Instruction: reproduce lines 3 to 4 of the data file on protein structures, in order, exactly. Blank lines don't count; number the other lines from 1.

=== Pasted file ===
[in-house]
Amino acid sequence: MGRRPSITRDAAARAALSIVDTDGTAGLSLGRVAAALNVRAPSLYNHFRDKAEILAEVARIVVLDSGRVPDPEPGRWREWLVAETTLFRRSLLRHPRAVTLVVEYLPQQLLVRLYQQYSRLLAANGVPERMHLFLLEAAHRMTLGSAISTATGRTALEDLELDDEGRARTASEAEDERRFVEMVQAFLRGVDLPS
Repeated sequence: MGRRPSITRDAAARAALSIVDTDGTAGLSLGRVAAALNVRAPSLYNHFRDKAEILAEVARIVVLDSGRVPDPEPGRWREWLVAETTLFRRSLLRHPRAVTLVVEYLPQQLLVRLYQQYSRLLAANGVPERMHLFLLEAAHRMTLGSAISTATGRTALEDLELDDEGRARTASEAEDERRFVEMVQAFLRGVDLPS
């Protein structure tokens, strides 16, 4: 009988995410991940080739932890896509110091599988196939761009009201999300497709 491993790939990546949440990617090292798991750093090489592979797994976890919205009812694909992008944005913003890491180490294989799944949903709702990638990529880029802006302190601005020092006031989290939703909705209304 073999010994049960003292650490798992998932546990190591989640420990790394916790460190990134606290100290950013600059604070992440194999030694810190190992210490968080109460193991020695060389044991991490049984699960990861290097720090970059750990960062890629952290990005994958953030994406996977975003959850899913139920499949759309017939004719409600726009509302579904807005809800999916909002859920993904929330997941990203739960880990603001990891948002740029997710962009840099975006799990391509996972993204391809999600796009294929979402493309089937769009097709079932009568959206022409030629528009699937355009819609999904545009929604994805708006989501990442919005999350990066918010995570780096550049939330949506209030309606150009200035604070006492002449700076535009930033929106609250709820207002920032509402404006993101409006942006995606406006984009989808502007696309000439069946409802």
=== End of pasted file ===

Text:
Repeated sequence: MGRRPSITRDAAARAALSIVDTDGTAGLSLGRVAAALNVRAPSLYNHFRDKAEILAEVARIVVLDSGRVPDPEPGRWREWLVAETTLFRRSLLRHPRAVTLVVEYLPQQLLVRLYQQYSRLLAANGVPERMHLFLLEAAHRMTLGSAISTATGRTALEDLELDDEGRARTASEAEDERRFVEMVQAFLRGVDLPS
């Protein structure tokens, strides 16, 4: 009988995410991940080739932890896509110091599988196939761009009201999300497709 491993790939990546949440990617090292798991750093090489592979797994976890919205009812694909992008944005913003890491180490294989799944949903709702990638990529880029802006302190601005020092006031989290939703909705209304 073999010994049960003292650490798992998932546990190591989640420990790394916790460190990134606290100290950013600059604070992440194999030694810190190992210490968080109460193991020695060389044991991490049984699960990861290097720090970059750990960062890629952290990005994958953030994406996977975003959850899913139920499949759309017939004719409600726009509302579904807005809800999916909002859920993904929330997941990203739960880990603001990891948002740029997710962009840099975006799990391509996972993204391809999600796009294929979402493309089937769009097709079932009568959206022409030629528009699937355009819609999904545009929604994805708006989501990442919005999350990066918010995570780096550049939330949506209030309606150009200035604070006492002449700076535009930033929106609250709820207002920032509402404006993101409006942006995606406006984009989808502007696309000439069946409802």